Physicists have managed to squeeze water molecules into a brand new state that doesn't adhere to the usual laws of solids, liquids, and gases. By trapping water into very tiny cracks, similar to those that also exist in nature, the researchers have managed to get its hydrogen and oxygen atoms to behave in very peculiar ways.
The discovery is closely linked to existing hypotheses in quantum physics – an area of science where the 'classic rulebook' of the Universe is often tossed out and ignored. The team behind the research isn't quite sure where their find will lead quite yet, but it should offer new insight into how water behaves in ultra-confined spaces.
Scientists from Oak Ridge National Laboratory forced water molecules down channels made from the mineral beryl, measuring just 5 angstroms across (about 1 ten-billionth of a metre), as Michael Byrne from Motherboard reports.
They say similar conditions are likely to be found in the natural world too, inside soils, mineral interfaces, and cell walls, for example.
Inside this molecular straightjacket (individual atoms are about 1 angstrom across), the two hydrogen atoms and one oxygen atom that make up a water molecule started to display some really weird behaviour.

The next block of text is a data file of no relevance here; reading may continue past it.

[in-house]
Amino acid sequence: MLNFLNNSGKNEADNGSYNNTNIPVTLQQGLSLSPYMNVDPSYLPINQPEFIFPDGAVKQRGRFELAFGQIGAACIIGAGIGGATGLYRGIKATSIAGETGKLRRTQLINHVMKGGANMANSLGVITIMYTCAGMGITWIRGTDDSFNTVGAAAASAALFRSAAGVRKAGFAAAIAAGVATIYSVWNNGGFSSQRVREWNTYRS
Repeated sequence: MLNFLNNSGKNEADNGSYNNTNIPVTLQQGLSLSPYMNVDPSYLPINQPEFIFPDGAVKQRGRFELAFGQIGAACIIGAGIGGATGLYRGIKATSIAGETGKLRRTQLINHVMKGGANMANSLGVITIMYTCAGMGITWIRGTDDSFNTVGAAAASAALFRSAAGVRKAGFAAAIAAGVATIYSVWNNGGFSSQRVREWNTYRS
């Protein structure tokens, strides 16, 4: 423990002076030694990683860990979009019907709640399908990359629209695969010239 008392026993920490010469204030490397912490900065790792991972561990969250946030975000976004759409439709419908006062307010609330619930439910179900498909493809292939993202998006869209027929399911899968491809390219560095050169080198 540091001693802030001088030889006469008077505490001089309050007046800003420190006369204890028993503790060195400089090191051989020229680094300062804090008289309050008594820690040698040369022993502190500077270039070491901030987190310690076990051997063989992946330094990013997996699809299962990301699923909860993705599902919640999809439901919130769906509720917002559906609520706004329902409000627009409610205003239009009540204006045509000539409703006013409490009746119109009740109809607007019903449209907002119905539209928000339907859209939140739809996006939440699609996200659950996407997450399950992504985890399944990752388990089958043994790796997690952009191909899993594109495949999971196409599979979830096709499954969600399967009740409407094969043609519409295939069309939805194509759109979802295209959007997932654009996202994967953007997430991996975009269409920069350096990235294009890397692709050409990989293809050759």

Rather than being fixed, the hydrogen atoms began to appear in six different symmetric orientations at the same time, with the oxygen atom in the middle:
The six different positions match the six different walls of the hexagonal channel, the scientists say. As they tunnel, the hydrogen atoms cycle between all possible positions, and the temperature is increased as a result.
What's more, the molecule's centre of mass shifts to the central oxygen atom rather than the outlying hydrogen ones (as would be the case in a typical molecule). The newly symmetrical layout also means the molecule loses its electric dipole moment, which means the negative and positive charges in the atoms are no longer unbalanced, and in theory, it should no longer be interested in bonding with other atoms or molecules.
It's a major discovery, even if the scientists behind it aren't exactly sure what it means quite yet.
"It's one of those phenomena that only occur in quantum mechanics and has no parallel in our everyday experience," said lead researcher, Alexander Kolesnikov.
"This discovery represents a new fundamental understanding of the behaviour of water and the way water utilises energy," added team member, Lawrence Anovitz.
The next step is figuring out why this phenomenon occurs, but ultimately it should give scientists a better understanding of the thermodynamics and behaviour of water when it's in very tightly confined environments.
The team's work has been published in the journal Physical Review Letters.